Presentation is loading. Please wait.

Presentation is loading. Please wait.


Similar presentations

Presentation on theme: "Genetics."— Presentation transcript:

1 Genetics

2 vocabulary terms INHERITANCE or HEREDITY- The genetic transmission of characteristics from parent to offspring, such as hair, eye, and skin color.

3 vocabulary terms HOMOLOGOUS CHROMOSOME-A pair of matching chromosomes in an organism, with one being inherited from each parent.

4 vocabulary terms AUTOSOME- A chromosome that is not a sex chromosome.

5 vocabulary terms Let's Summarize:
Genotype- genes present in an organism (usually abbreviated as 2 letters) TT = homozygous = purebred Tt = heterozygous = hybrid tt = homozygous = purebred

6 vocabulary terms POLYGENIC INHERITANCE- a trait controlled by two or more genes that may be on the same or on different chromosomes Examples of polygenic inheritance: eye color, skin color, and blood group

7 Chromosome from DAD: P Chromosome from MOM: p

8 vocabulary terms When 1 allele masks (hides) the effect of another, that allele is called DOMINANT and the hidden allele is called RECESSIVE.

9 vocabulary terms Dominant alleles are represented by a CAPITAL letter
Recessive alleles are represented by a LOWERCASE letter

10 What are Dominant Genes?
Dominant Genes = one gene overshadows the other Angus Cattle: black is dominant, red is not Dominant: BB or Bb Recessive: bb ONLY

11 What are Dominant Genes?
Hereford: white face is dominant Dominant: WW or Ww Recessive: ww ONLY

12 What are Dominant Genes?
Hampshire Hog: white belt is dominant Dominant: WW or Ww Recessive: ww ONLY

13 What are Recessive Genes?
The gene that is overshadowed by a dominant gene Recessive genes can only express themselves if BOTH genes are recessive

14 What are Recessive Genes?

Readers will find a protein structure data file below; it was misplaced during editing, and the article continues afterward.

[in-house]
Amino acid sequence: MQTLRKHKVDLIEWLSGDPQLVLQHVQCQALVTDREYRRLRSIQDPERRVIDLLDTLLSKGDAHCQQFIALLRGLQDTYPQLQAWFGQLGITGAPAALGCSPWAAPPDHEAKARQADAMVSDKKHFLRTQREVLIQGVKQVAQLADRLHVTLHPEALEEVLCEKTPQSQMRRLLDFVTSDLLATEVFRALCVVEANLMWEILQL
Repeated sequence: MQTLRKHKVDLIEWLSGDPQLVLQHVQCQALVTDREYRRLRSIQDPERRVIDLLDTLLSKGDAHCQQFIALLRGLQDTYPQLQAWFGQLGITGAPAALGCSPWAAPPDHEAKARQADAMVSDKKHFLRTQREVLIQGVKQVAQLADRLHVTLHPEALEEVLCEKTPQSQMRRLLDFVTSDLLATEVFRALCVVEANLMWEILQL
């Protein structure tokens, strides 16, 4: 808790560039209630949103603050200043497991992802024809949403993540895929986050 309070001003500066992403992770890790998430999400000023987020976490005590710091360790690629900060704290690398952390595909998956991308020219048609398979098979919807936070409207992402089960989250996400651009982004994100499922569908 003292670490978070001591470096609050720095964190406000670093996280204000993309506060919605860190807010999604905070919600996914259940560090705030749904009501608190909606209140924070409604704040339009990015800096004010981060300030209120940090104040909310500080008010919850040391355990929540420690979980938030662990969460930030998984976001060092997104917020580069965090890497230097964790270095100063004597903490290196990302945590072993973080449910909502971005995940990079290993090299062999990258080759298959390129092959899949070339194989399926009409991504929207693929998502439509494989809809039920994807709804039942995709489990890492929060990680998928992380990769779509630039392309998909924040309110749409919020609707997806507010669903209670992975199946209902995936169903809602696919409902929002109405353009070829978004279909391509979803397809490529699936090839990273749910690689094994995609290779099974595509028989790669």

Horned is recessive to polled. Dominant: PP or Pp Recessive: pp ONLY

15 What are Recessive Genes?
Black wool is recessive to white wool. Dominant: WW or Ww Recessive: ww ONLY

16 What makes an organism the way that it is?
NATURE vs. NURTURE · Traits that are expressed through genes can be inherited. Characteristics that are acquired through environmental influences, such as injuries or practiced skills, cannot be inherited.

17 Gregor Mendel (1822-1884) Austrian monk
Called the “Father of Genetics" for his study of the inheritance of 7 traits in pea plants.

18 Gregor Mendel ( ) The traits that Mendel chose to study were easily observable in 2 distinct forms. EX.: Stem Height - tall vs. short Pod Shape - round vs. wrinkled Flower Color – white vs. purple Seed Color – green vs. yellow

19 Gregor Mendel ( ) The significance of Mendel's work was not recognized until the turn of the 20th century Its rediscovery prompted the foundation of genetics.

20 homozygous DOMINANT or purebred tall tall
Genotype Symbol Genotype Vocabulary Phenotype TT homozygous DOMINANT or purebred tall tall Tt heterozygous or hybrid tt homozygous RECESSIVE  or purebred short short

21 Geneticists apply mathematical principles of probability to Mendel’s laws of heredity in order to predict the results of simple genetic crosses

22 Mendel’s laws of heredity are based on his mathematical analysis of observations of patterns of the inheritance of traits. To see this we use a Punnett Square

23 Punnett Squares To complete a Punnett square, we use a letter to represent each allele. We represent the dominant allele with a capital letter, and the recessive allele is given the same letter but in lowercase.

24 Punnett Squares For the pea plant flowers: dominant: purple color = P
recessive: white color = p. If both parents are purebred, then the purple colored parent must be PP and the white colored parent must be pp.

25 Homozygous-recessive
How can we predict these results? Homozygous-dominant We complete the possible combinations. P P p P P p p p P P p p Homozygous-recessive

26 These results show that all the F1 (1st filial generation) offspring are all purple colored hybrids.
Pp 100% purple offspring

27 Heterozygous - hybrid We can use another Punnett square to predict the F2 (2nd filial generation) offspring. P p Heterozygous - hybrid P P P P p p P p p p